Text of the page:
March

Following the Papal Conclave: An Inside Look with Michael W. Higgins

Michael W. Higgins

News Story: March 6, 2013

Sacred Heart University’s Vice President for Mission and Catholic Identity Michael W. Higgins is currently in his homeland of Canada serving as an expert on the papal conclave for CTV News. In that role, Higgins needs to be available 24 hours a day to respond to any breaking news from Rome.

“Unfortunately when they send the limo for me at 3:30 a.m., the first place they take me is the makeup room, not the coffeepot,” Higgins laughingly said, while admitting that the brutal schedule is taking its toll. He is at the studio from 7 a.m. to 7 p.m. and is usually interviewed on air several times a day. In between, he keeps up to date on the Internet and, even after he heads home, remains on call should something break in Rome, which is six hours ahead of Toronto.

Higgins said he answers questions on everything from the general congregations and the process of holding a conclave to the candidates themselves. And he agreed to share some of his observations with the Sacred Heart community as well.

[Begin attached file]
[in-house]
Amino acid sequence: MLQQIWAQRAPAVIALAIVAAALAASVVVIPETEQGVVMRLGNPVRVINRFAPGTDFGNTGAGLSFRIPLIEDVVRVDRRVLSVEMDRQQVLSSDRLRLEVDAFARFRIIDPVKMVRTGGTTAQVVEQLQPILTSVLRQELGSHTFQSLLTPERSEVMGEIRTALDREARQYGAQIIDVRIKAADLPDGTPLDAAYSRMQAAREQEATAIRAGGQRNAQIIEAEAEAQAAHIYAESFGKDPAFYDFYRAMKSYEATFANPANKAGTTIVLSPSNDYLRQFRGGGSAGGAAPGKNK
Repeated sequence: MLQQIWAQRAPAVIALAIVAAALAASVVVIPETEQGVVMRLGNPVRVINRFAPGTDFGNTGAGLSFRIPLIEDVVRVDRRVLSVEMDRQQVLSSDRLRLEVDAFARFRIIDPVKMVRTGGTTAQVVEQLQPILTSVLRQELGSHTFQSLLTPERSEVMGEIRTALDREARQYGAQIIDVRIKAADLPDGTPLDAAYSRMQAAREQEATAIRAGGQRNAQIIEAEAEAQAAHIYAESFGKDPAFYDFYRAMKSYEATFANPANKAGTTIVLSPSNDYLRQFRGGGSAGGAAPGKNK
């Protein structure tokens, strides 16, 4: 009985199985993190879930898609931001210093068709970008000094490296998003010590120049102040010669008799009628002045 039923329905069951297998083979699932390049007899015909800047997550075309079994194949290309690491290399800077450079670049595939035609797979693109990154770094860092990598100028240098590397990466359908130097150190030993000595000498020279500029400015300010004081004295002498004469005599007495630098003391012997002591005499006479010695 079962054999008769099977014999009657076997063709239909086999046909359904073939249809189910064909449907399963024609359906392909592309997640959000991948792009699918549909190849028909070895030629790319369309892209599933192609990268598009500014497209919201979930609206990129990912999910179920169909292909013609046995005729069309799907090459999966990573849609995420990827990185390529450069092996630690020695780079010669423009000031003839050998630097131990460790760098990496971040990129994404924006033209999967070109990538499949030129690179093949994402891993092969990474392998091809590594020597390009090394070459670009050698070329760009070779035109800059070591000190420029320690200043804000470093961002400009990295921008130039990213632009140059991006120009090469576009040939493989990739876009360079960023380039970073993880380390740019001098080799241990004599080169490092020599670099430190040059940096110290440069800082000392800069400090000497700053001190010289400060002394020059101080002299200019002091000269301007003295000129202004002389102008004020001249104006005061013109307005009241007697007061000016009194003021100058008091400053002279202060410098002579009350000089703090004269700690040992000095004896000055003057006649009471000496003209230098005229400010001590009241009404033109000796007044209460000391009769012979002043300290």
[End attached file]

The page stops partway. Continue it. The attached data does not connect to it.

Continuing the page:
For example, he said the group is currently waiting for two more cardinals to arrive in Rome. Once everyone has gathered, the College of Cardinals will decide when they are going to start the process and make an announcement. “The process is extremely protracted. It’s a little ridiculous,” Higgins noted.

Higgins does not believe Canadian prospect, Cardinal Marc Ouellet, will be chosen. “I’m not sure that’s the direction the church wants to go in as he will continue the conservative style of the most recent regime. But who know what will happen when they get into conclave? They tend to surprise us,” he said.

Conclave law is often amended, Higgins said, and current law calls for a 2/3 majority over a specified period of time to agree on the new pontiff. The College will vote four times a day.

This is not the first time that Higgins has served as an expert commentator, but he said it gets more draining as he ages. “The wackiness of the hours is harder. Once I’m in the studio, the adrenaline kicks in, but some days I’m operating on a couple hours of sleep. It’s exhilarating, but very tiring.”

To follow Higgins' Papal Musings blog on CTVNews.com, click here.